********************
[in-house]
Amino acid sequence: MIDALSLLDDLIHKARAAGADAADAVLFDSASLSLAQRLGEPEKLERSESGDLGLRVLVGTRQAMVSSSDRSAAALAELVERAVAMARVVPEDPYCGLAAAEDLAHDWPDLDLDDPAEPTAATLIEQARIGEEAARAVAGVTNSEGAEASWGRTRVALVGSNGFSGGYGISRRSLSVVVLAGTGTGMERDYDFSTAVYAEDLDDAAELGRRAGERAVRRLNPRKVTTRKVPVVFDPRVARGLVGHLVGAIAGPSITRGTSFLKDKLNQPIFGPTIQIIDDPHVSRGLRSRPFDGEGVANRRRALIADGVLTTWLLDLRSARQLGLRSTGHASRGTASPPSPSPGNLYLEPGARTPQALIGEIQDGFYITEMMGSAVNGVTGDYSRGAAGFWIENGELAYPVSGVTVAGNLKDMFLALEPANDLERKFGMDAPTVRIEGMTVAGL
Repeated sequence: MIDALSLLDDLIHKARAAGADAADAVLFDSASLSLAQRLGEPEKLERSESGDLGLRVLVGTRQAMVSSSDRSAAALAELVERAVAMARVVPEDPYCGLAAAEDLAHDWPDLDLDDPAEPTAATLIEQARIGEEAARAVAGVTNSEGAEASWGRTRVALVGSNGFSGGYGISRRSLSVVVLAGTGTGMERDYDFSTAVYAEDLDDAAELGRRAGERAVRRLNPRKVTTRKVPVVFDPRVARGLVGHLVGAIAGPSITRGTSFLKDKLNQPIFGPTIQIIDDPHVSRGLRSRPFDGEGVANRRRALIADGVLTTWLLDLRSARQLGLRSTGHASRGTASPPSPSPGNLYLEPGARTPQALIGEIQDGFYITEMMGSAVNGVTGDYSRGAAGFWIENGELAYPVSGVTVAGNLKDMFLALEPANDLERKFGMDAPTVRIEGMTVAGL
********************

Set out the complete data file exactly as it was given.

[in-house]
Amino acid sequence: MIDALSLLDDLIHKARAAGADAADAVLFDSASLSLAQRLGEPEKLERSESGDLGLRVLVGTRQAMVSSSDRSAAALAELVERAVAMARVVPEDPYCGLAAAEDLAHDWPDLDLDDPAEPTAATLIEQARIGEEAARAVAGVTNSEGAEASWGRTRVALVGSNGFSGGYGISRRSLSVVVLAGTGTGMERDYDFSTAVYAEDLDDAAELGRRAGERAVRRLNPRKVTTRKVPVVFDPRVARGLVGHLVGAIAGPSITRGTSFLKDKLNQPIFGPTIQIIDDPHVSRGLRSRPFDGEGVANRRRALIADGVLTTWLLDLRSARQLGLRSTGHASRGTASPPSPSPGNLYLEPGARTPQALIGEIQDGFYITEMMGSAVNGVTGDYSRGAAGFWIENGELAYPVSGVTVAGNLKDMFLALEPANDLERKFGMDAPTVRIEGMTVAGL
Repeated sequence: MIDALSLLDDLIHKARAAGADAADAVLFDSASLSLAQRLGEPEKLERSESGDLGLRVLVGTRQAMVSSSDRSAAALAELVERAVAMARVVPEDPYCGLAAAEDLAHDWPDLDLDDPAEPTAATLIEQARIGEEAARAVAGVTNSEGAEASWGRTRVALVGSNGFSGGYGISRRSLSVVVLAGTGTGMERDYDFSTAVYAEDLDDAAELGRRAGERAVRRLNPRKVTTRKVPVVFDPRVARGLVGHLVGAIAGPSITRGTSFLKDKLNQPIFGPTIQIIDDPHVSRGLRSRPFDGEGVANRRRALIADGVLTTWLLDLRSARQLGLRSTGHASRGTASPPSPSPGNLYLEPGARTPQALIGEIQDGFYITEMMGSAVNGVTGDYSRGAAGFWIENGELAYPVSGVTVAGNLKDMFLALEPANDLERKFGMDAPTVRIEGMTVAGL